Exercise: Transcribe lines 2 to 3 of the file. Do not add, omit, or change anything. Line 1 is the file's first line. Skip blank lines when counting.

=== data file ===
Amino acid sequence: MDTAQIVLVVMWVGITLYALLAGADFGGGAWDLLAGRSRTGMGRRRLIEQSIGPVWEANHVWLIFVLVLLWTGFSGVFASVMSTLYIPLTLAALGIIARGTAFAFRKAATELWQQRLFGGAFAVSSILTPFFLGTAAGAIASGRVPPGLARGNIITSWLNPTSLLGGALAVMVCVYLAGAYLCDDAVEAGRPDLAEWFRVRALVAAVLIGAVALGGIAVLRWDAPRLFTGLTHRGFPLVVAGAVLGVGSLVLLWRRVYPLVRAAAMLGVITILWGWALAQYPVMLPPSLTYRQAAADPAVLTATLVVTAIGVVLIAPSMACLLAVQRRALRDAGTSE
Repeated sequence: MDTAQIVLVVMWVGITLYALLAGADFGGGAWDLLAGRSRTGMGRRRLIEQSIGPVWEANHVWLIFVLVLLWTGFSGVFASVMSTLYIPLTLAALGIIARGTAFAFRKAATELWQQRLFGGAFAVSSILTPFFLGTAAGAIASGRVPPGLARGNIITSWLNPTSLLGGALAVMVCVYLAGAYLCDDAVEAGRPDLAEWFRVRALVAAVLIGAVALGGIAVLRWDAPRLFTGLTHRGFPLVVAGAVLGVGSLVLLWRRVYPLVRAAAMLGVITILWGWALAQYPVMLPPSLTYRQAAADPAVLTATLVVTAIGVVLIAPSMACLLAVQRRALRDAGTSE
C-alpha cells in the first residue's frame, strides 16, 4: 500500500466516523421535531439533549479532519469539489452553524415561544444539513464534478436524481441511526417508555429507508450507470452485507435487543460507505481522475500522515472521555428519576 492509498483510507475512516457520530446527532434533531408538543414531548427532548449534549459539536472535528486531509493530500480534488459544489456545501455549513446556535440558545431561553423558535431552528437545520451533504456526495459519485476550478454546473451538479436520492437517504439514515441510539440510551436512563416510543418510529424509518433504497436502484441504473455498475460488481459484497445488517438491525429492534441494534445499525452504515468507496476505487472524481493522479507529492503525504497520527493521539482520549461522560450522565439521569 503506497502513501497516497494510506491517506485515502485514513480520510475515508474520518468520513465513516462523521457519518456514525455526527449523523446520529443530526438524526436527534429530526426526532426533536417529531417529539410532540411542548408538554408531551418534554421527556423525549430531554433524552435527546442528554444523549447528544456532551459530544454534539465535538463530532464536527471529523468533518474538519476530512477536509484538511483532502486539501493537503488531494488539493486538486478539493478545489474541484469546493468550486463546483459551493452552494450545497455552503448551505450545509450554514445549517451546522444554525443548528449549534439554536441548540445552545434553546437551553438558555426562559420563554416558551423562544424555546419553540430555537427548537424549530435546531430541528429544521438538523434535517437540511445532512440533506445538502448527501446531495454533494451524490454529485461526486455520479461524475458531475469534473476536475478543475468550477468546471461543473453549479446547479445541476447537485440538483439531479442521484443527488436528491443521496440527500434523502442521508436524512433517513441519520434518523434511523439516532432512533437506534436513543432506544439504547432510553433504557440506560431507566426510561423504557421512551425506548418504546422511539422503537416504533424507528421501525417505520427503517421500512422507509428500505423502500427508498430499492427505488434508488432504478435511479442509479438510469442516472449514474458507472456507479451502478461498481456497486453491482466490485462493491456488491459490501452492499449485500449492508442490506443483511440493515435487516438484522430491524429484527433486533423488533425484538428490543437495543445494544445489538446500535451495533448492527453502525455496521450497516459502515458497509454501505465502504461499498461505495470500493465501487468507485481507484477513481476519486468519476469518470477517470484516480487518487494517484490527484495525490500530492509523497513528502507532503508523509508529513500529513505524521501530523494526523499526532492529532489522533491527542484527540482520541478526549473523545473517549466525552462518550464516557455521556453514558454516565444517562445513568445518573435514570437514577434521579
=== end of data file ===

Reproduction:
Repeated sequence: MDTAQIVLVVMWVGITLYALLAGADFGGGAWDLLAGRSRTGMGRRRLIEQSIGPVWEANHVWLIFVLVLLWTGFSGVFASVMSTLYIPLTLAALGIIARGTAFAFRKAATELWQQRLFGGAFAVSSILTPFFLGTAAGAIASGRVPPGLARGNIITSWLNPTSLLGGALAVMVCVYLAGAYLCDDAVEAGRPDLAEWFRVRALVAAVLIGAVALGGIAVLRWDAPRLFTGLTHRGFPLVVAGAVLGVGSLVLLWRRVYPLVRAAAMLGVITILWGWALAQYPVMLPPSLTYRQAAADPAVLTATLVVTAIGVVLIAPSMACLLAVQRRALRDAGTSE
C-alpha cells in the first residue's frame, strides 16, 4: 500500500466516523421535531439533549479532519469539489452553524415561544444539513464534478436524481441511526417508555429507508450507470452485507435487543460507505481522475500522515472521555428519576 492509498483510507475512516457520530446527532434533531408538543414531548427532548449534549459539536472535528486531509493530500480534488459544489456545501455549513446556535440558545431561553423558535431552528437545520451533504456526495459519485476550478454546473451538479436520492437517504439514515441510539440510551436512563416510543418510529424509518433504497436502484441504473455498475460488481459484497445488517438491525429492534441494534445499525452504515468507496476505487472524481493522479507529492503525504497520527493521539482520549461522560450522565439521569 503506497502513501497516497494510506491517506485515502485514513480520510475515508474520518468520513465513516462523521457519518456514525455526527449523523446520529443530526438524526436527534429530526426526532426533536417529531417529539410532540411542548408538554408531551418534554421527556423525549430531554433524552435527546442528554444523549447528544456532551459530544454534539465535538463530532464536527471529523468533518474538519476530512477536509484538511483532502486539501493537503488531494488539493486538486478539493478545489474541484469546493468550486463546483459551493452552494450545497455552503448551505450545509450554514445549517451546522444554525443548528449549534439554536441548540445552545434553546437551553438558555426562559420563554416558551423562544424555546419553540430555537427548537424549530435546531430541528429544521438538523434535517437540511445532512440533506445538502448527501446531495454533494451524490454529485461526486455520479461524475458531475469534473476536475478543475468550477468546471461543473453549479446547479445541476447537485440538483439531479442521484443527488436528491443521496440527500434523502442521508436524512433517513441519520434518523434511523439516532432512533437506534436513543432506544439504547432510553433504557440506560431507566426510561423504557421512551425506548418504546422511539422503537416504533424507528421501525417505520427503517421500512422507509428500505423502500427508498430499492427505488434508488432504478435511479442509479438510469442516472449514474458507472456507479451502478461498481456497486453491482466490485462493491456488491459490501452492499449485500449492508442490506443483511440493515435487516438484522430491524429484527433486533423488533425484538428490543437495543445494544445489538446500535451495533448492527453502525455496521450497516459502515458497509454501505465502504461499498461505495470500493465501487468507485481507484477513481476519486468519476469518470477517470484516480487518487494517484490527484495525490500530492509523497513528502507532503508523509508529513500529513505524521501530523494526523499526532492529532489522533491527542484527540482520541478526549473523545473517549466525552462518550464516557455521556453514558454516565444517562445513568445518573435514570437514577434521579